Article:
(MOSCOW) -- Russian President Vladimir Putin announced on Thursday that he will sign a bill banning adoptions to the United States.
The news comes a day after the upper house of the Russian parliament unanimously approved the ban.
“I intend to sign the law you have just mentioned as well as a presidential decree changing the procedure of helping orphaned children, children left without parental care, and especially children who are in a disadvantageous situation due to their health problems,” Putin said, according to the Russian Interfax news agency, when asked about the ban during a meeting of the Russian State Council on Thursday.
The ban was added last week to a broader bill retaliating for human rights sanctions signed by President Obama earlier this month. Putin had previously expressed support for the broader bill, which reciprocates the sanctions.
On Thursday, Putin said that higher living standards overseas are no reason to allow children to be adopted by foreigners.
“There is one more reason of which I haven’t spoken yet, but which I would mention now. Probably there are quite a lot of places in the world where living standards are somewhat better than we have. And so what? Will we send all our children there? Perhaps we will move there ourselves?” he said.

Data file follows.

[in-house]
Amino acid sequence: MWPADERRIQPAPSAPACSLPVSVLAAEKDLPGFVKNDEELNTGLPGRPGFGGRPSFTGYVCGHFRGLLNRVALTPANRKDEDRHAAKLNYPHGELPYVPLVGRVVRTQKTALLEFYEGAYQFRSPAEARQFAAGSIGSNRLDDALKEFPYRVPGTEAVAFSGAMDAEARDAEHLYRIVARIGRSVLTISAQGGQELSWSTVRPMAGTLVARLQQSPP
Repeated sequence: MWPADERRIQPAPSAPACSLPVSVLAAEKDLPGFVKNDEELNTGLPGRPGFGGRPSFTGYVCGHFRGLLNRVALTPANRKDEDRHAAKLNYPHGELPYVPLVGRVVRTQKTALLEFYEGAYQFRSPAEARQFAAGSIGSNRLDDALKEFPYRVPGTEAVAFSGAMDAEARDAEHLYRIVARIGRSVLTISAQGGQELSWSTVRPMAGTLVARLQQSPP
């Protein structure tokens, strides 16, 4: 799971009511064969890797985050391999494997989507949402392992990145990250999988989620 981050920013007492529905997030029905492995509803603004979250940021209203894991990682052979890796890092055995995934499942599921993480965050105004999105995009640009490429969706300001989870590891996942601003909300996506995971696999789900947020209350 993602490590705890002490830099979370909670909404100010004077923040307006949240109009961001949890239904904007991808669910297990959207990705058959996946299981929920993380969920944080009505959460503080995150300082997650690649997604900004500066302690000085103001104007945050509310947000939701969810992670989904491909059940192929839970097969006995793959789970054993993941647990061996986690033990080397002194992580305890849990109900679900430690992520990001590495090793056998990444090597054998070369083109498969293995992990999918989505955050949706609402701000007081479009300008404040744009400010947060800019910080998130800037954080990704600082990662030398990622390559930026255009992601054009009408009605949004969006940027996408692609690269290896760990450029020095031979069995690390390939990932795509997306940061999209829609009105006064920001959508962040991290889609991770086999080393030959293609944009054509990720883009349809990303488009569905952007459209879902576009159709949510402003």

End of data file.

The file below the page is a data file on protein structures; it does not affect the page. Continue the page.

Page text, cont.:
Putin did not say when he would sign the bill into law, but if it is done immediately, it would go into effect on Jan. 1.
At stake immediately are the cases of 46 Russian children whose adoptions would be frozen if the bill becomes law, according to Russia’s children’s rights commissioner Pavel Astakhav. He said those children would receive priority to be adopted by Russian families.
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